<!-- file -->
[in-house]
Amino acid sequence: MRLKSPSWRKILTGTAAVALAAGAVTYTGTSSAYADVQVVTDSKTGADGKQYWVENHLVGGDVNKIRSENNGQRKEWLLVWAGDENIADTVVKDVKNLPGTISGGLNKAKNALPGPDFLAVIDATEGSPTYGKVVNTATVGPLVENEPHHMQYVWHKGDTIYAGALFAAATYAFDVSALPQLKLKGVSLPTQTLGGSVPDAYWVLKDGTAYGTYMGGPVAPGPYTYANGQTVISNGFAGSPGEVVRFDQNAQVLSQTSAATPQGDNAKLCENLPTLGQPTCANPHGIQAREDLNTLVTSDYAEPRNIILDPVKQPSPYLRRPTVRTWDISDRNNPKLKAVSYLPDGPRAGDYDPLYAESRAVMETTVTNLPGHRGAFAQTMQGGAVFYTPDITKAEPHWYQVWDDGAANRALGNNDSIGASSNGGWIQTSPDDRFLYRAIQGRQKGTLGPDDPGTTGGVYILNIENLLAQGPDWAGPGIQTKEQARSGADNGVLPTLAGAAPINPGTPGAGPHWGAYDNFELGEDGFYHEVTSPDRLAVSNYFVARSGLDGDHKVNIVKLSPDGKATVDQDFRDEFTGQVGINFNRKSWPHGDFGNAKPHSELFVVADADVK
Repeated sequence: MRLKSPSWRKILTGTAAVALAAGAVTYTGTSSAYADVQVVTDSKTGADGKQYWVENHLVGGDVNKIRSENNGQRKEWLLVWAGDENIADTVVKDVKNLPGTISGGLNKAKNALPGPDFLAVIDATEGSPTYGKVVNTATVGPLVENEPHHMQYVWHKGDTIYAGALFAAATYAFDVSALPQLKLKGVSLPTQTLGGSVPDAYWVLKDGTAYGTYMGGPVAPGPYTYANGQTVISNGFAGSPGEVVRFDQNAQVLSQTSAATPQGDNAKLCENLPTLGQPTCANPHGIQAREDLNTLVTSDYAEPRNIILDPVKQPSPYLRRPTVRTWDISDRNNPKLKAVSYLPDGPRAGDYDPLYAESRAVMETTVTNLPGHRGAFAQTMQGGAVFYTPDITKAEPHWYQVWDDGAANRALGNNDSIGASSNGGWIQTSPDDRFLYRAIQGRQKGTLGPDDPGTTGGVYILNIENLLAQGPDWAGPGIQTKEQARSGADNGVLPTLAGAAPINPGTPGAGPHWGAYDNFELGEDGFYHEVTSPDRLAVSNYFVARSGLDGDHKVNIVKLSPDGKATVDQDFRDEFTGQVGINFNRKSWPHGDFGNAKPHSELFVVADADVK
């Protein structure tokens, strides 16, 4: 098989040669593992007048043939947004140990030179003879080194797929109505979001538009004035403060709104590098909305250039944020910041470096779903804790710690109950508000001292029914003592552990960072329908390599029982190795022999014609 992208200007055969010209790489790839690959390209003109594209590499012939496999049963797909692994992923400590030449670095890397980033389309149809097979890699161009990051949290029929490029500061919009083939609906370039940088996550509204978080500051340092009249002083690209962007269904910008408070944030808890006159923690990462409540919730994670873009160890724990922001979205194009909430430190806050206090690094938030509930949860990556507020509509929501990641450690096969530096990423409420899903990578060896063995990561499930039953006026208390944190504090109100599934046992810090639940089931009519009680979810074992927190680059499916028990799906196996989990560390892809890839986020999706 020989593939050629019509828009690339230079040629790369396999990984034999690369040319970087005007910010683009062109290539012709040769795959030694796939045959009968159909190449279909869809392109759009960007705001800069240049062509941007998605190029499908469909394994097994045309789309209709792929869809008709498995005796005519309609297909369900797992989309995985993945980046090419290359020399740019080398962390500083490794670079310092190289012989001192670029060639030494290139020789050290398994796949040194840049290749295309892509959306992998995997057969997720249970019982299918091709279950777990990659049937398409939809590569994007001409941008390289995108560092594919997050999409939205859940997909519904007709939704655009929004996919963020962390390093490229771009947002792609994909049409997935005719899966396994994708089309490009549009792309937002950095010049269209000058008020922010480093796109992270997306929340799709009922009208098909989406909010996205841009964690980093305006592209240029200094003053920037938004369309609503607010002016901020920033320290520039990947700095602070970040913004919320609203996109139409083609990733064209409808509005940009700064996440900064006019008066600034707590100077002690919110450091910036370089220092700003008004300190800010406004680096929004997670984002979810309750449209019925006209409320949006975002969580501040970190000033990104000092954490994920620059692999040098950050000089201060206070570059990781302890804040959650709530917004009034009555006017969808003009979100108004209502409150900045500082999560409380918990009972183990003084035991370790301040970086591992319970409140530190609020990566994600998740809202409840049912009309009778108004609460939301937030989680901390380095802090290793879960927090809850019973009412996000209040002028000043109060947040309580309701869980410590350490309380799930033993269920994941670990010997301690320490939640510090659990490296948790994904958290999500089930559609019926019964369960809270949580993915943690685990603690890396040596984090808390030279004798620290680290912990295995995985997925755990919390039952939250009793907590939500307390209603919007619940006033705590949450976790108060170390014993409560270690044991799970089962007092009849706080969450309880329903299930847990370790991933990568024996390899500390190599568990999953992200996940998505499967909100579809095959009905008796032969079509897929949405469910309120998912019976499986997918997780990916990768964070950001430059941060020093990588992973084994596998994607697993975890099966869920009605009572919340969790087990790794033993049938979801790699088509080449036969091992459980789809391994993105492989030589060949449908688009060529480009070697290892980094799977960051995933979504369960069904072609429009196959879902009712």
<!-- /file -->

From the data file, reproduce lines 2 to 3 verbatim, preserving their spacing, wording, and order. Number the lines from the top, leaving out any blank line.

Amino acid sequence: MRLKSPSWRKILTGTAAVALAAGAVTYTGTSSAYADVQVVTDSKTGADGKQYWVENHLVGGDVNKIRSENNGQRKEWLLVWAGDENIADTVVKDVKNLPGTISGGLNKAKNALPGPDFLAVIDATEGSPTYGKVVNTATVGPLVENEPHHMQYVWHKGDTIYAGALFAAATYAFDVSALPQLKLKGVSLPTQTLGGSVPDAYWVLKDGTAYGTYMGGPVAPGPYTYANGQTVISNGFAGSPGEVVRFDQNAQVLSQTSAATPQGDNAKLCENLPTLGQPTCANPHGIQAREDLNTLVTSDYAEPRNIILDPVKQPSPYLRRPTVRTWDISDRNNPKLKAVSYLPDGPRAGDYDPLYAESRAVMETTVTNLPGHRGAFAQTMQGGAVFYTPDITKAEPHWYQVWDDGAANRALGNNDSIGASSNGGWIQTSPDDRFLYRAIQGRQKGTLGPDDPGTTGGVYILNIENLLAQGPDWAGPGIQTKEQARSGADNGVLPTLAGAAPINPGTPGAGPHWGAYDNFELGEDGFYHEVTSPDRLAVSNYFVARSGLDGDHKVNIVKLSPDGKATVDQDFRDEFTGQVGINFNRKSWPHGDFGNAKPHSELFVVADADVK
Repeated sequence: MRLKSPSWRKILTGTAAVALAAGAVTYTGTSSAYADVQVVTDSKTGADGKQYWVENHLVGGDVNKIRSENNGQRKEWLLVWAGDENIADTVVKDVKNLPGTISGGLNKAKNALPGPDFLAVIDATEGSPTYGKVVNTATVGPLVENEPHHMQYVWHKGDTIYAGALFAAATYAFDVSALPQLKLKGVSLPTQTLGGSVPDAYWVLKDGTAYGTYMGGPVAPGPYTYANGQTVISNGFAGSPGEVVRFDQNAQVLSQTSAATPQGDNAKLCENLPTLGQPTCANPHGIQAREDLNTLVTSDYAEPRNIILDPVKQPSPYLRRPTVRTWDISDRNNPKLKAVSYLPDGPRAGDYDPLYAESRAVMETTVTNLPGHRGAFAQTMQGGAVFYTPDITKAEPHWYQVWDDGAANRALGNNDSIGASSNGGWIQTSPDDRFLYRAIQGRQKGTLGPDDPGTTGGVYILNIENLLAQGPDWAGPGIQTKEQARSGADNGVLPTLAGAAPINPGTPGAGPHWGAYDNFELGEDGFYHEVTSPDRLAVSNYFVARSGLDGDHKVNIVKLSPDGKATVDQDFRDEFTGQVGINFNRKSWPHGDFGNAKPHSELFVVADADVK